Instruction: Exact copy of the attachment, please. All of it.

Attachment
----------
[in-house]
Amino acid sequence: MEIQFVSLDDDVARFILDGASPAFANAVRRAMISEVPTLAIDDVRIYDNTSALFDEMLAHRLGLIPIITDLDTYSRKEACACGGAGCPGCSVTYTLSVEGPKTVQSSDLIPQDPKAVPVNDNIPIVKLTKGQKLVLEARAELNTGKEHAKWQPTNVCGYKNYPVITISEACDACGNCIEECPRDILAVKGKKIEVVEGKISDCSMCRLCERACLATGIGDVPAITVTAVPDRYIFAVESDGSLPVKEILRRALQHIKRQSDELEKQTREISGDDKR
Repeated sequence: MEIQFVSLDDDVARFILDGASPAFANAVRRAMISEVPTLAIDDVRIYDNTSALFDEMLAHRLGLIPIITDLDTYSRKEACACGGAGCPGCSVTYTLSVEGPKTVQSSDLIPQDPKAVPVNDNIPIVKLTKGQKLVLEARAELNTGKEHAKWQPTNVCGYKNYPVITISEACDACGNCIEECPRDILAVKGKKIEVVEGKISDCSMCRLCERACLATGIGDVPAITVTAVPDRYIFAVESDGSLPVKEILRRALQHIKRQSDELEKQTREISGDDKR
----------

[in-house]
Amino acid sequence: MEIQFVSLDDDVARFILDGASPAFANAVRRAMISEVPTLAIDDVRIYDNTSALFDEMLAHRLGLIPIITDLDTYSRKEACACGGAGCPGCSVTYTLSVEGPKTVQSSDLIPQDPKAVPVNDNIPIVKLTKGQKLVLEARAELNTGKEHAKWQPTNVCGYKNYPVITISEACDACGNCIEECPRDILAVKGKKIEVVEGKISDCSMCRLCERACLATGIGDVPAITVTAVPDRYIFAVESDGSLPVKEILRRALQHIKRQSDELEKQTREISGDDKR
Repeated sequence: MEIQFVSLDDDVARFILDGASPAFANAVRRAMISEVPTLAIDDVRIYDNTSALFDEMLAHRLGLIPIITDLDTYSRKEACACGGAGCPGCSVTYTLSVEGPKTVQSSDLIPQDPKAVPVNDNIPIVKLTKGQKLVLEARAELNTGKEHAKWQPTNVCGYKNYPVITISEACDACGNCIEECPRDILAVKGKKIEVVEGKISDCSMCRLCERACLATGIGDVPAITVTAVPDRYIFAVESDGSLPVKEILRRALQHIKRQSDELEKQTREISGDDKR